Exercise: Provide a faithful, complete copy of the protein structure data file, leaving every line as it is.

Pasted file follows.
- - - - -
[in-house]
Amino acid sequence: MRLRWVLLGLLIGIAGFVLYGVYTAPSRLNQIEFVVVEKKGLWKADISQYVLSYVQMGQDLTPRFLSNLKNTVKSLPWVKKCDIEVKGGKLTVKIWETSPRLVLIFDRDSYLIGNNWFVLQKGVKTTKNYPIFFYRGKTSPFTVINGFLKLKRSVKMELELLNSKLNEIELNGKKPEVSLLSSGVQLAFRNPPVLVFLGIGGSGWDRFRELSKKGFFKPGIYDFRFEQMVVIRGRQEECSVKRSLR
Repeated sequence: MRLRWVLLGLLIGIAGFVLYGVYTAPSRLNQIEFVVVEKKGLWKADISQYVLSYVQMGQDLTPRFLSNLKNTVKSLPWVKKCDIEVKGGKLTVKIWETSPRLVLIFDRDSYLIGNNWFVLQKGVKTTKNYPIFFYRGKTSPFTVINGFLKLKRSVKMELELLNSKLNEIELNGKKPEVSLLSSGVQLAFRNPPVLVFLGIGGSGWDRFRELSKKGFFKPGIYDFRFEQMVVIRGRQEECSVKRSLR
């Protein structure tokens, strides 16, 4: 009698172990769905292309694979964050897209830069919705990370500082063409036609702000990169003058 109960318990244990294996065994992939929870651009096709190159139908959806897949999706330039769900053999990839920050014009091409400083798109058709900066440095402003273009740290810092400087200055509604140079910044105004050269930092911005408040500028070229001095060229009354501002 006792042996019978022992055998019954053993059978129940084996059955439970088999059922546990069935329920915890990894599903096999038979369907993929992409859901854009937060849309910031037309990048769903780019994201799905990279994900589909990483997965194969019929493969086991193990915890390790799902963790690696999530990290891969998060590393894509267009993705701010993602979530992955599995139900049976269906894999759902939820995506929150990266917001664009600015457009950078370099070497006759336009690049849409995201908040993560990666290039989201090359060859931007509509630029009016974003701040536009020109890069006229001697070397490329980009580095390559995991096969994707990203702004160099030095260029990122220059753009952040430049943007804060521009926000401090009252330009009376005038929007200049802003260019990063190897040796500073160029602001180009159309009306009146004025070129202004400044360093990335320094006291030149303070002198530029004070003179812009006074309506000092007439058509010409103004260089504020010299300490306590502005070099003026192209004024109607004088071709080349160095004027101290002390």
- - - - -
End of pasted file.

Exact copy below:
[in-house]
Amino acid sequence: MRLRWVLLGLLIGIAGFVLYGVYTAPSRLNQIEFVVVEKKGLWKADISQYVLSYVQMGQDLTPRFLSNLKNTVKSLPWVKKCDIEVKGGKLTVKIWETSPRLVLIFDRDSYLIGNNWFVLQKGVKTTKNYPIFFYRGKTSPFTVINGFLKLKRSVKMELELLNSKLNEIELNGKKPEVSLLSSGVQLAFRNPPVLVFLGIGGSGWDRFRELSKKGFFKPGIYDFRFEQMVVIRGRQEECSVKRSLR
Repeated sequence: MRLRWVLLGLLIGIAGFVLYGVYTAPSRLNQIEFVVVEKKGLWKADISQYVLSYVQMGQDLTPRFLSNLKNTVKSLPWVKKCDIEVKGGKLTVKIWETSPRLVLIFDRDSYLIGNNWFVLQKGVKTTKNYPIFFYRGKTSPFTVINGFLKLKRSVKMELELLNSKLNEIELNGKKPEVSLLSSGVQLAFRNPPVLVFLGIGGSGWDRFRELSKKGFFKPGIYDFRFEQMVVIRGRQEECSVKRSLR
């Protein structure tokens, strides 16, 4: 009698172990769905292309694979964050897209830069919705990370500082063409036609702000990169003058 109960318990244990294996065994992939929870651009096709190159139908959806897949999706330039769900053999990839920050014009091409400083798109058709900066440095402003273009740290810092400087200055509604140079910044105004050269930092911005408040500028070229001095060229009354501002 006792042996019978022992055998019954053993059978129940084996059955439970088999059922546990069935329920915890990894599903096999038979369907993929992409859901854009937060849309910031037309990048769903780019994201799905990279994900589909990483997965194969019929493969086991193990915890390790799902963790690696999530990290891969998060590393894509267009993705701010993602979530992955599995139900049976269906894999759902939820995506929150990266917001664009600015457009950078370099070497006759336009690049849409995201908040993560990666290039989201090359060859931007509509630029009016974003701040536009020109890069006229001697070397490329980009580095390559995991096969994707990203702004160099030095260029990122220059753009952040430049943007804060521009926000401090009252330009009376005038929007200049802003260019990063190897040796500073160029602001180009159309009306009146004025070129202004400044360093990335320094006291030149303070002198530029004070003179812009006074309506000092007439058509010409103004260089504020010299300490306590502005070099003026192209004024109607004088071709080349160095004027101290002390």